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I have an Electrolux Icon french door refrigerator left to us by the previous apartment owners. It has no model/serial sticker on it and they told us it was a gift from a relative.

After two years of use the temperature in both, cooler and freezer compartments started to fluctuate, ice began melting and 'High Temp' alarm would go off. But then the temps would suddenly go back to normal i.e. -20C and +1C cooler and freezer respectively, as if nothing happened before.

I used a portable temperature logger to record the temperature and got a constant seesaw every 2 hrs temperature goes up to almost +10C then briefly drops to normal (-20C freezer / +1C cooler) and immediately starts creeping up again. Once every a 24 hrs there is one longer 4 hrs cycle.

I tried adjusting the temperature setting, but to no avail. What can be causing this and what can I do to fix it?


Cooler temperature graph: cooler1 Freezer temperature graph: (for a different day) enter image description here


UPDATE

The refrigerator stopped cooling at all. But I can still hear the compressor running. Virtually all the time.

Could it be that the refrigerant was leaking and now it has completely run out?

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    Very cool, using a temp logger; could you post a labeled graph? – Daniel Griscom Dec 14 '16 at 2:58
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    Ugh. Is there a wiring diagram posted inside the unit somewhere? It sounds like the defrost is being overaggressive but I can't be sure... – ThreePhaseEel Dec 14 '16 at 3:05
  • @DanielGriscom graphs added – Levi Haskell Dec 14 '16 at 5:53
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    Look behind the access panel where the compressor and controller are, there might be a diagram in there. When this happened to me, it was low refrigerant and the technician just charged the system and it was like new. The hitch is, the cheap bast%#ds don't put a Schraeder fill port in there, so the tech had to bleed the system and cut and solder one on... $200 total. – Jimmy Fix-it Dec 14 '16 at 6:37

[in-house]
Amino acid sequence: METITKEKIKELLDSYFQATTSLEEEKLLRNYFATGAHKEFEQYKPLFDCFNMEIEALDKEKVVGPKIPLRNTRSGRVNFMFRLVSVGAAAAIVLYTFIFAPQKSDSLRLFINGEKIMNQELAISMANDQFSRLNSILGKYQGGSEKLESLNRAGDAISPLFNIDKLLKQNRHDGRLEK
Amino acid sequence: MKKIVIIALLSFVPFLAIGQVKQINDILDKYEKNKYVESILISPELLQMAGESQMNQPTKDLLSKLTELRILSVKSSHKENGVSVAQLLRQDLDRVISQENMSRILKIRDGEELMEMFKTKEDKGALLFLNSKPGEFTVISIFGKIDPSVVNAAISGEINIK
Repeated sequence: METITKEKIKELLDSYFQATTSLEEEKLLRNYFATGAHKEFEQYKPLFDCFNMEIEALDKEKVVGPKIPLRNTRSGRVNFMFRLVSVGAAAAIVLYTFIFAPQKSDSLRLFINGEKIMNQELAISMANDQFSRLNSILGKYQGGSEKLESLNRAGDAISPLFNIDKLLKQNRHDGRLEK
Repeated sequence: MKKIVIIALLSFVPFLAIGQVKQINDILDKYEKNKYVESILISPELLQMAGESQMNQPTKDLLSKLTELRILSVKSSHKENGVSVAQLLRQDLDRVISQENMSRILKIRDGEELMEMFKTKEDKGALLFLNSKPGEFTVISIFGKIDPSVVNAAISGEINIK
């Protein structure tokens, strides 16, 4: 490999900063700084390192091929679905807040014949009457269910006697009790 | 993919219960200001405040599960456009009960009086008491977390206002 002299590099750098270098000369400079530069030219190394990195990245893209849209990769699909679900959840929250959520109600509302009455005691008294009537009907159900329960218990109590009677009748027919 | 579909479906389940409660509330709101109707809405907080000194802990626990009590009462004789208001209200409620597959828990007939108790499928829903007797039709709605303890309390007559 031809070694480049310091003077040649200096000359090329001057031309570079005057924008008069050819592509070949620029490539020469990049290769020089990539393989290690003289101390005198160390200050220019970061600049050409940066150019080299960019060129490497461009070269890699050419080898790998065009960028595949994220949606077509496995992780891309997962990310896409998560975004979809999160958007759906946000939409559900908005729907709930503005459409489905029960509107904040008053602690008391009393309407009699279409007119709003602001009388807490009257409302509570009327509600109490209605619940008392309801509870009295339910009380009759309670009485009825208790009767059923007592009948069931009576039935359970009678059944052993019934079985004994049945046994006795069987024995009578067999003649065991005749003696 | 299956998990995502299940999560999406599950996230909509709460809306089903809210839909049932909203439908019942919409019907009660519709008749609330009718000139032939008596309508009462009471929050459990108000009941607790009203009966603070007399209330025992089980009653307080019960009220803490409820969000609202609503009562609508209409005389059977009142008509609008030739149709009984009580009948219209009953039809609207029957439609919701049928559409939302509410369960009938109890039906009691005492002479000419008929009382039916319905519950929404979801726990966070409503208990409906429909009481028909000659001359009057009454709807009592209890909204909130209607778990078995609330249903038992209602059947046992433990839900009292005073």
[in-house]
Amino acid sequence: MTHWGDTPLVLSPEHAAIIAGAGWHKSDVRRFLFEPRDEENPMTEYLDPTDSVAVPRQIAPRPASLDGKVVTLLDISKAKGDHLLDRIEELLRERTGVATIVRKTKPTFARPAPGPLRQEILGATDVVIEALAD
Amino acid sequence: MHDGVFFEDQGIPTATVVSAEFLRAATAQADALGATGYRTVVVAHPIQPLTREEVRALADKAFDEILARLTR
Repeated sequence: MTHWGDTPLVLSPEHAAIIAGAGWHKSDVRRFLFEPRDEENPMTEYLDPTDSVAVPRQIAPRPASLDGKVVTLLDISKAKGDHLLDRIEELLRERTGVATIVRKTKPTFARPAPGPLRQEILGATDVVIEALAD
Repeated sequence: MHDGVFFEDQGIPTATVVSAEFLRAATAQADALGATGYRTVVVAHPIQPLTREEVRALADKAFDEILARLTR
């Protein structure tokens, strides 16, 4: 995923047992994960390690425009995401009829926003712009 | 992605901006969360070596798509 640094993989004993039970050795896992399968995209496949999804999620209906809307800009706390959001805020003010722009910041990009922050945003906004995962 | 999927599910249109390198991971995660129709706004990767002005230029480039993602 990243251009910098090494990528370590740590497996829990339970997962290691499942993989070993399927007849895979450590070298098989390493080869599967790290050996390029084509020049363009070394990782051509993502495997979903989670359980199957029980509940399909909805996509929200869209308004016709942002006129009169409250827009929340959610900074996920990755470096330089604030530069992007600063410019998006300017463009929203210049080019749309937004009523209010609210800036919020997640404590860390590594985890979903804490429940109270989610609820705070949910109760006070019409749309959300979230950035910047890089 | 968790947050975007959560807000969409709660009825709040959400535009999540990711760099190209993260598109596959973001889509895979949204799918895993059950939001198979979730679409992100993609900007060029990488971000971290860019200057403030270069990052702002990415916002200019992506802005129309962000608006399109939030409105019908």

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    Great graphs: thank you. It looks like the cooling stops working for a while, and then starts working again. Can you hear whether the unit is constantly running while the temperature goes up? Any changes in the sounds? – Daniel Griscom Dec 14 '16 at 11:45
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There may be list of reasons based on your refrigerator design. 1. May be a faulty pump that pumps coolant. 2. May be a faulty leaking capacitor in the circuit. 3. Leaking of refrigerator coolant. 4. Most power circuits have a ceramic round dial shaped capacitor that usually takes power surges when there is a sudden spike. After a few years(1-3) due to multiple surges it is subjected to a wear and tear and finally explodes. It happens many times and is located in coolant pump under a hard shell casing enclosed in hardened glue so that there will not be any visible damage. 5. There may be a leaking door as doors tend to loosen a bit on sides causing an air gap where cooling leaks.

Better call a technician as he can as sess and tell. I it covers warranty exchange for a new product.

  • the thing that looks like a capacitor and absorbs voltage spikes is a MOV metal oxide varistor. They do function as your explains. – Ed Beal Dec 20 '16 at 17:27

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